We do not know what happened to the lands subsequently. In a document of 1665, a ratification was issued to James Dickson of Stane in which Charles II confirmed a resignation by Lindsay of Covington and disposition to Dickson dated 20th May 1658 of all the “rights and superiority of the lands of Stane (with tour)” – but this refers to Stane in Lanarkshire. The next appearsnce of Stanecastle is in the mid 18th century when it was reduced to the single tower and kept in repair by the Earls of Eglinton, who still seem to own the tower.

The tower is rectangular, and measures about 8 metres by 9.5 four storeys high, with walls that are about 1.4 metres thick. It was entered through a doorway at the eastern end of the south side, which is about 2.5 metres above ground level. It has a winding stair in the north-east corner, which serves all floors save the vaulted basement, which must have been accessed through a trap door. The doorway, like the few original windows, has been blocked up, as have the large arched windows which were inserted into the centre of the first floor on all four sides of the tower. The matching arched windows on the second floor are blocked with metal grilles. The hall on the first floor was originally provided with a small window facing north-west and one facing south-east; the second floor had a small window above the doorway which must be from a mural chamber. The interior of the tower was inaccessible even at the time of MacGibbon and Ross, who rightly highlight that any interior features of interest, such as fireplaces, would have been destroyed by the insertion of the large windows. Upper floors were supported on joists, and the third floor was at least partially housed in the attic. The parapet is supported on machicolate-styled corbels and – along with the open bartizans, are comparitively recent, probably late 18th or early 19th century. The attic level is entirely 19th century, and can barely be seen from the ground. An eroded square armorial panel, purportedly displaying the Eglinton arms, has been inserted in between the two large windows in the south-west gable. There does seem to be the curve of a shield on the bottom right hand side, suggesting it is placed correctly, and not upside-down as MacGibbon and Ross say. Instead it appears to be in mirror image, with the roundels in the bottom right rather than the bottom left. I have no explanation for this.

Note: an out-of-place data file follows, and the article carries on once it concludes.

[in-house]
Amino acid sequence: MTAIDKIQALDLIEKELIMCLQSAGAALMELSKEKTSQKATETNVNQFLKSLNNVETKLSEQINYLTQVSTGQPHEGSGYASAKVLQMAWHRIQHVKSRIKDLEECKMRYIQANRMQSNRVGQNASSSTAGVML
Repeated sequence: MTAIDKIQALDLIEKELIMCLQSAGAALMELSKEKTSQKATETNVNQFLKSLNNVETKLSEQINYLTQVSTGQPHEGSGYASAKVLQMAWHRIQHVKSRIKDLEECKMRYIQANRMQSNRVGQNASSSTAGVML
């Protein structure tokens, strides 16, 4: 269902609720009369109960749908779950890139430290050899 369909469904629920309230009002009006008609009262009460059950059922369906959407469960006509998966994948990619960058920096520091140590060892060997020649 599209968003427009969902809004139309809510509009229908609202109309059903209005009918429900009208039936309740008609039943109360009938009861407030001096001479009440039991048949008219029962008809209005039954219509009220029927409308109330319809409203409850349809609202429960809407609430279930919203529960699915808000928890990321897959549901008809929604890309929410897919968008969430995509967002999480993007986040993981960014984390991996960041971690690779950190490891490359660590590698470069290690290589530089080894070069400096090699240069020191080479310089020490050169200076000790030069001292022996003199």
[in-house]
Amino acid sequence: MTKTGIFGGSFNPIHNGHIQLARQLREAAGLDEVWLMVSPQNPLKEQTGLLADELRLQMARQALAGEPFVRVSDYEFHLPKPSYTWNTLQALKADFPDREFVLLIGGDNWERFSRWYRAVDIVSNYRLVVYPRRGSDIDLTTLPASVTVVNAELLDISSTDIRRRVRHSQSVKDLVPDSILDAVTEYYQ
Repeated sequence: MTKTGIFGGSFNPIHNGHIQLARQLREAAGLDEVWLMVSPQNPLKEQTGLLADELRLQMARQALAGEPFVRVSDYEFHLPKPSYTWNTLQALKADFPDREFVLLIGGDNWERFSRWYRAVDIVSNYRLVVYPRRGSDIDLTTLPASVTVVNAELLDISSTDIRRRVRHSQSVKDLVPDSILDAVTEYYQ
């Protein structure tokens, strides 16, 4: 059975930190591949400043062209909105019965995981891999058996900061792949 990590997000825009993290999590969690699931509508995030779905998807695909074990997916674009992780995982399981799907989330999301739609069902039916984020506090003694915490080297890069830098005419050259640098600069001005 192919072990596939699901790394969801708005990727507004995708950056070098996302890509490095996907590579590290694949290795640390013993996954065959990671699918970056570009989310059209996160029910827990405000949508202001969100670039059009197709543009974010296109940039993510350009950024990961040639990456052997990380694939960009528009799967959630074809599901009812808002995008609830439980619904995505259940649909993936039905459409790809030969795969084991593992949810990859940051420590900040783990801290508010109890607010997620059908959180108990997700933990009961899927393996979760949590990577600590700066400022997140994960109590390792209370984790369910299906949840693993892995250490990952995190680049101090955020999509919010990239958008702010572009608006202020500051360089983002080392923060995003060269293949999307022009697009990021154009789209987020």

The castle of Eglinton is only a mile and a half from here, and although it may be the case that Stanecastle served as a residence for sons of the earls, it was clearly of secondary importance. It was probably only ever a standalone tower, although there would have been domestic buildings outside associated with it, but no work has ever been done on the site to investigate what the castle was originally surrounded by. The undergrowth in the area includes very impressive brambles – and the ground is uneven, so care should be taken when visiting.

HES Canmore database entry